Blackie then made a fearsome growl as he dove at the door and the exposed hand, grabbing and holding fast the hand which disappeared into huge terrible jaws! Loud shrieks and screaming permeated the night hour, but Blackie wouldn’t let go. Leticia, who now held the shotgun just watched this magnificent example of protection one to the other. Blood profusely poured from the jaws of Blackie’s face with Blackie  furiously shaking his head side to side. Leticia could now see flashes of yellow-white in the bloody hand which she  recognized as tendons and bone.Leticia screamed, “If I see a knife or gun, you die with my shotgun right in your face as fast as I can keep pulling the trigger,” the loud slide mechanism reinforcing her words!! Blackie still would not let go, but eventually what was left of the intruder’s hand pulled free, leaving blood all over the door and molding, with fingernails and flesh stuck to the wood.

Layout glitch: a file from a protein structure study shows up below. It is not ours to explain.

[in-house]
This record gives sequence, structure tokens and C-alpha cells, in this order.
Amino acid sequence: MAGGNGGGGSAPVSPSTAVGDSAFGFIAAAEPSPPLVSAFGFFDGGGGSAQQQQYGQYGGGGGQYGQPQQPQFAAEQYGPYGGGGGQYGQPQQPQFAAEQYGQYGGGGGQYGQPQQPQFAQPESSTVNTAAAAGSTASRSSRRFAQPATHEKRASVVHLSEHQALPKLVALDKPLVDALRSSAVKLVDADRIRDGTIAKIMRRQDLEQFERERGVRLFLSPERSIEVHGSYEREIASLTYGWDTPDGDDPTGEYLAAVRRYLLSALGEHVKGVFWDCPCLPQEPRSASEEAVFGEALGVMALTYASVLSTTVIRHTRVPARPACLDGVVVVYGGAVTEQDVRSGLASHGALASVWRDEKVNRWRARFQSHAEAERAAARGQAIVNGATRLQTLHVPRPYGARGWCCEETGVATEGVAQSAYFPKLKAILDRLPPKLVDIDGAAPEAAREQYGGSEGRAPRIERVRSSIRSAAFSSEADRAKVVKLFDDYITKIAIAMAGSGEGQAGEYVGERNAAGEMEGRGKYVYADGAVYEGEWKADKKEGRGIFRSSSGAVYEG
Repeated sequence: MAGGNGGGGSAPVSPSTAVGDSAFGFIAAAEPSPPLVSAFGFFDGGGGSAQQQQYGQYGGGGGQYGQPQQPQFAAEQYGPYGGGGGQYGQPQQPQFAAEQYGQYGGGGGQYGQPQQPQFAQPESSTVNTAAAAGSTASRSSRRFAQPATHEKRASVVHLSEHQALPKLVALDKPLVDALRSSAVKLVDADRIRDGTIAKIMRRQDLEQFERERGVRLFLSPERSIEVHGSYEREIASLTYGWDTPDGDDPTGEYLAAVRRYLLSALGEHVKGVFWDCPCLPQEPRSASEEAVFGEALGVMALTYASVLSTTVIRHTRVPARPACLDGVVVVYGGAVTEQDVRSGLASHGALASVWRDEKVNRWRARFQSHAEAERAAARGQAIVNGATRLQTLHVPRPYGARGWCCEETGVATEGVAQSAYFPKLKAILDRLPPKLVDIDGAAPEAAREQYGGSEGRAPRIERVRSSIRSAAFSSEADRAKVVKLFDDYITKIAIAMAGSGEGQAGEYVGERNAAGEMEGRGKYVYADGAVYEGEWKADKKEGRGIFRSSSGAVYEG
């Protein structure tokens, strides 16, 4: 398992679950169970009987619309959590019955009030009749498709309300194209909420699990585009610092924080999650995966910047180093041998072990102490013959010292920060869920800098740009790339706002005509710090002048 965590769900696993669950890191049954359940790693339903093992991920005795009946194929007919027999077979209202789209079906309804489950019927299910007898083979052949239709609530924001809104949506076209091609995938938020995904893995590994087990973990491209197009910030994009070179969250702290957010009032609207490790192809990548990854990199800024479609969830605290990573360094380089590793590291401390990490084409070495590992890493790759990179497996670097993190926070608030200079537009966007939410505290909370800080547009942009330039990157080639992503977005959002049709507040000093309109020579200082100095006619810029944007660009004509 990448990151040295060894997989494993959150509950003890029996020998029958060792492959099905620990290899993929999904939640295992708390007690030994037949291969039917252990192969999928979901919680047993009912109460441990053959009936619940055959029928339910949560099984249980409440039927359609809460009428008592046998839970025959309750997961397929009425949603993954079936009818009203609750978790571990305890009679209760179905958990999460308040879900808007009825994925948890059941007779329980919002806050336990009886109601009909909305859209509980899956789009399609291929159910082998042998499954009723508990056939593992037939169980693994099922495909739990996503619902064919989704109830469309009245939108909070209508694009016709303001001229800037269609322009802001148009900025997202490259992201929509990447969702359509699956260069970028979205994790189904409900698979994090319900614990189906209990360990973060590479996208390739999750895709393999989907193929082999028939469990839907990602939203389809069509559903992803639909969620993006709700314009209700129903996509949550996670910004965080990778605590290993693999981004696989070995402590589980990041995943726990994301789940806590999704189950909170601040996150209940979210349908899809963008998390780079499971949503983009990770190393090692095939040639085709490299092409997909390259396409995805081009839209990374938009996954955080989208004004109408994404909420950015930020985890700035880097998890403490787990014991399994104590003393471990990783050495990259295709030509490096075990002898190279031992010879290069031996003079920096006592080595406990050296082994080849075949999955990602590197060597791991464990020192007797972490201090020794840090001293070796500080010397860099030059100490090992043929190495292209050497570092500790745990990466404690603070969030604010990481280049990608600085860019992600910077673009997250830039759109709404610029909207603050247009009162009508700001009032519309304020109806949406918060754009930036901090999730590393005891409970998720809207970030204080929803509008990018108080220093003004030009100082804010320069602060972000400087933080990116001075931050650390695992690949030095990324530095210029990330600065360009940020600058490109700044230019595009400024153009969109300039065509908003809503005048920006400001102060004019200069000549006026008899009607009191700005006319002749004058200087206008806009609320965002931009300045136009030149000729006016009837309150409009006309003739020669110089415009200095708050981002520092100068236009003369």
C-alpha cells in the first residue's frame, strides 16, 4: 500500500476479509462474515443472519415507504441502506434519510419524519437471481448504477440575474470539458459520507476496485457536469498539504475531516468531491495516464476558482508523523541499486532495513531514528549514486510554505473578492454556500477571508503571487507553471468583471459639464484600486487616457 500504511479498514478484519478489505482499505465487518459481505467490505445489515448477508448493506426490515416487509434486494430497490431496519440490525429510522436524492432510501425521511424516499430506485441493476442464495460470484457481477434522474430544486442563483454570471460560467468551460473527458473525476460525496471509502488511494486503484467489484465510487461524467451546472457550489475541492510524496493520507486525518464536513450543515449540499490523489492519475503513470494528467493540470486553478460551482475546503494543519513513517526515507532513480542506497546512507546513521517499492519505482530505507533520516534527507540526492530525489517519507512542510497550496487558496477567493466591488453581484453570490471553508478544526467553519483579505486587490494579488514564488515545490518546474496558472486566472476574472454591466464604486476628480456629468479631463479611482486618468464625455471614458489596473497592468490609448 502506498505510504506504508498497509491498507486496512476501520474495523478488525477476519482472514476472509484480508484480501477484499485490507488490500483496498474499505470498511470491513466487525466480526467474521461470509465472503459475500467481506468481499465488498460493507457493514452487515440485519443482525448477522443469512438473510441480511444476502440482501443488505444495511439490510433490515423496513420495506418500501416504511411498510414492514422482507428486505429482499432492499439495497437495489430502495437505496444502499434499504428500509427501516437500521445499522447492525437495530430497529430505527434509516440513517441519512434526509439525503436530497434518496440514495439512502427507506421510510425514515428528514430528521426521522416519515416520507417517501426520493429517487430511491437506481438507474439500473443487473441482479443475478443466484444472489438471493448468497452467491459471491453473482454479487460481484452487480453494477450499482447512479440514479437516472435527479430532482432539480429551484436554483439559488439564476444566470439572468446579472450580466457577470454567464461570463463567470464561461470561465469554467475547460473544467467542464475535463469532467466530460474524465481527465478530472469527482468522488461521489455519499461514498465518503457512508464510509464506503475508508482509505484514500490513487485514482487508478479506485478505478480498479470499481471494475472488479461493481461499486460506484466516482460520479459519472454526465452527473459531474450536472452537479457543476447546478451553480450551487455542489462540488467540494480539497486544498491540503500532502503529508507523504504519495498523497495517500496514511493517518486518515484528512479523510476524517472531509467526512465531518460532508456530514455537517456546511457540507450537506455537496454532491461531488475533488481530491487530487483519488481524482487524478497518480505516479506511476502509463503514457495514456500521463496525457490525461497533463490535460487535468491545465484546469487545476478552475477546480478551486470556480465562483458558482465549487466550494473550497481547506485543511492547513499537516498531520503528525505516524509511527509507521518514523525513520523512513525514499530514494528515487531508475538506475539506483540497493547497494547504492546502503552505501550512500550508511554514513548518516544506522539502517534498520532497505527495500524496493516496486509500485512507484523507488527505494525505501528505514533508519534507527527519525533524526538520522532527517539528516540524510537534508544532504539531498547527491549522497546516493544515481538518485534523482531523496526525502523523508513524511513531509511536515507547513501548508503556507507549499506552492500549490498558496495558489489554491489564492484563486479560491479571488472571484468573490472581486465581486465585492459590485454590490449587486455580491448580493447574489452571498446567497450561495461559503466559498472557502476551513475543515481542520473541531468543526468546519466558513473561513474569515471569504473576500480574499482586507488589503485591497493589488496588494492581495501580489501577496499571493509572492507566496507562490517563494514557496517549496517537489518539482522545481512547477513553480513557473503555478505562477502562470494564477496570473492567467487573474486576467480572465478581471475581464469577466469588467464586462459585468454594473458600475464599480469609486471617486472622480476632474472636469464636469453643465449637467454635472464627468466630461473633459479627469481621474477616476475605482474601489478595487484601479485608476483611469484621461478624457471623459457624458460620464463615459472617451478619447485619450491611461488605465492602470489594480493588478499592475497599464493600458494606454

Leticia kept saying to Blackie, “Good dog, good dog,” while she hugged him getting his bloody fur all over her. Some of the apartment occupants thought the site was horrific, while others thought it was beautiful and richly deserved, but all were very grateful that Blackie lived there. Both Letty and Blackie were a bloody mess with Leticia laughing now as a tremendous tenseness was now released.